Indexed on: 11 Jul '12Published on: 11 Jul '12Published in: Journal of biomechanics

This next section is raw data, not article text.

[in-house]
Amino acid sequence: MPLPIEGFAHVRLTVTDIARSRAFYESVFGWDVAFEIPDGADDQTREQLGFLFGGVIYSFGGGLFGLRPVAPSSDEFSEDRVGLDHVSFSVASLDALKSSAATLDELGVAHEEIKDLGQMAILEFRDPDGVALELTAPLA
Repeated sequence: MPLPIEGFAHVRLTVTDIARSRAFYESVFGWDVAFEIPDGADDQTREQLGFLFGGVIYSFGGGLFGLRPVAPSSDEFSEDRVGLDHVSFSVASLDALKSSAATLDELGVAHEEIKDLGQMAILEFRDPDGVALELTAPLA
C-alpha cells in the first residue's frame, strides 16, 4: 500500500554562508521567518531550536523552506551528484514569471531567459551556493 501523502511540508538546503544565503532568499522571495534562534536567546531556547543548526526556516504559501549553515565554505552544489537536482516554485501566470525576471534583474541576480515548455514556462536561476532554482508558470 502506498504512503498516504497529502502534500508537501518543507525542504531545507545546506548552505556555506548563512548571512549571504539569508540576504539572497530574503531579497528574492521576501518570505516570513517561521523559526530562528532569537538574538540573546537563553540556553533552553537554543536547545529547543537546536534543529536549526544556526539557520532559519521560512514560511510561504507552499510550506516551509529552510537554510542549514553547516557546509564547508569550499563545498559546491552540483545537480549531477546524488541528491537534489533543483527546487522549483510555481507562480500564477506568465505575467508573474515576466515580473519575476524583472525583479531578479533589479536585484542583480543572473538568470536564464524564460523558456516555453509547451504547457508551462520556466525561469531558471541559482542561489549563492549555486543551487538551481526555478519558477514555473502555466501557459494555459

Collagen fiber re-alignment and uncrimping are two postulated mechanisms of tendon structural response to load. Recent studies have examined structural changes in response to mechanical testing in a postnatal development mouse supraspinatus tendon model (SST), however, those changes in the mature mouse have not been characterized. The objective of this study was to characterize collagen fiber re-alignment and crimp behavior throughout mechanical testing in a mature mouse SST.A tensile mechanical testing set-up integrated with a polarized light system was utilized for alignment and mechanical analysis. Local collagen fiber crimp frequency was quantified immediately following the designated loading protocol using a traditional tensile set up and a flash-freezing method. The effect of number of preconditioning cycles on collagen fiber re-alignment, crimp frequency and mechanical properties in midsubstance and insertion site locations were examined.Decreases in collagen fiber crimp frequency were identified at the toe-region of the mechanical test at both locations. The insertion site re-aligned throughout the entire test, while the midsubstance re-aligned during preconditioning and the test's linear-region. The insertion site demonstrated a more disorganized collagen fiber distribution, lower mechanical properties and a higher cross-sectional area compared to the midsubstance location.Local collagen fiber re-alignment, crimp behavior and mechanical properties were characterized in a mature mouse SST model. The insertion site and midsubstance respond differently to mechanical load and have different mechanisms of structural response. Additionally, results support that collagen fiber crimp is a physiologic phenomenon that may explain the mechanical test toe-region.